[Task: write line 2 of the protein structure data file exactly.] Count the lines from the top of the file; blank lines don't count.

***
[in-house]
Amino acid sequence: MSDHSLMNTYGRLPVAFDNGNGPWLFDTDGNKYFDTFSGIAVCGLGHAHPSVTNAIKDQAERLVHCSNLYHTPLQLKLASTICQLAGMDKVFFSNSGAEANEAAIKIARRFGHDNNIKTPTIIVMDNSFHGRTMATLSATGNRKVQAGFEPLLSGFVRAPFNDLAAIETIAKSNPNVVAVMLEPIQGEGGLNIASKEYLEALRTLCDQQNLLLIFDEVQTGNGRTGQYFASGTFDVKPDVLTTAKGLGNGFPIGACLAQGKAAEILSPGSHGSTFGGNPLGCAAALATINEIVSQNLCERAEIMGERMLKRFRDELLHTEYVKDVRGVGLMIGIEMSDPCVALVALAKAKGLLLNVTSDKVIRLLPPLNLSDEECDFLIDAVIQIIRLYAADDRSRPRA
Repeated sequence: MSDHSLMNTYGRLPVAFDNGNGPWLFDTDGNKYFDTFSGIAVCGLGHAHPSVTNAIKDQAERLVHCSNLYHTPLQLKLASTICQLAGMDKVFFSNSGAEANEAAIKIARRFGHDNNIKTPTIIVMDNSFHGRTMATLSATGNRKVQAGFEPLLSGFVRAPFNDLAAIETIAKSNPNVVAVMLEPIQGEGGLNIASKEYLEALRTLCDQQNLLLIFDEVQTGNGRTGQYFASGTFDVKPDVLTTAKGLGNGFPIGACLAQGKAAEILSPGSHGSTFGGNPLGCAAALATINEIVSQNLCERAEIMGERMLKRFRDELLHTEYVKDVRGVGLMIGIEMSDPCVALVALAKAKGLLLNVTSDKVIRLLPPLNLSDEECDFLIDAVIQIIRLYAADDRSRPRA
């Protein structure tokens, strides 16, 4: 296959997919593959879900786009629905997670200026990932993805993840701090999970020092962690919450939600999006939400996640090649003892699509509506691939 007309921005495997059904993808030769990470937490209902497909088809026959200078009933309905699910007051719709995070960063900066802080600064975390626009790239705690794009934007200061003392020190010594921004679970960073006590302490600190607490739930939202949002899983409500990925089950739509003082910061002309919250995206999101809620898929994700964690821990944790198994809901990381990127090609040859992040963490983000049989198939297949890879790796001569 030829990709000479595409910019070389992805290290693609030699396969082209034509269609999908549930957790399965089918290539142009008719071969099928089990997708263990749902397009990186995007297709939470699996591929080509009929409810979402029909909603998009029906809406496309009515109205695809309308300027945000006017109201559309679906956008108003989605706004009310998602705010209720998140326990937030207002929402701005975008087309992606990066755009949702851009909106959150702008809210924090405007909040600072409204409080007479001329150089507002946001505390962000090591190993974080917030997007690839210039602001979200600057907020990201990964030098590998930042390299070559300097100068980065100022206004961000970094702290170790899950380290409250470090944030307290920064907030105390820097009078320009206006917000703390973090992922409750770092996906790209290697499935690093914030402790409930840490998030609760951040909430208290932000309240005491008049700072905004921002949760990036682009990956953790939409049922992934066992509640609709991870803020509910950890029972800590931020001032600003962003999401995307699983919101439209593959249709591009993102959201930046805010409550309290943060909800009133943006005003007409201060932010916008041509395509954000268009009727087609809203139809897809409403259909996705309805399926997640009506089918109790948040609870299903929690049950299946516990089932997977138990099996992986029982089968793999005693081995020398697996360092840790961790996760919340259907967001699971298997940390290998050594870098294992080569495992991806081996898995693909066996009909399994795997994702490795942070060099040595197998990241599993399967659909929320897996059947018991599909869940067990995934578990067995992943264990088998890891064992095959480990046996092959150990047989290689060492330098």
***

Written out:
Amino acid sequence: MSDHSLMNTYGRLPVAFDNGNGPWLFDTDGNKYFDTFSGIAVCGLGHAHPSVTNAIKDQAERLVHCSNLYHTPLQLKLASTICQLAGMDKVFFSNSGAEANEAAIKIARRFGHDNNIKTPTIIVMDNSFHGRTMATLSATGNRKVQAGFEPLLSGFVRAPFNDLAAIETIAKSNPNVVAVMLEPIQGEGGLNIASKEYLEALRTLCDQQNLLLIFDEVQTGNGRTGQYFASGTFDVKPDVLTTAKGLGNGFPIGACLAQGKAAEILSPGSHGSTFGGNPLGCAAALATINEIVSQNLCERAEIMGERMLKRFRDELLHTEYVKDVRGVGLMIGIEMSDPCVALVALAKAKGLLLNVTSDKVIRLLPPLNLSDEECDFLIDAVIQIIRLYAADDRSRPRA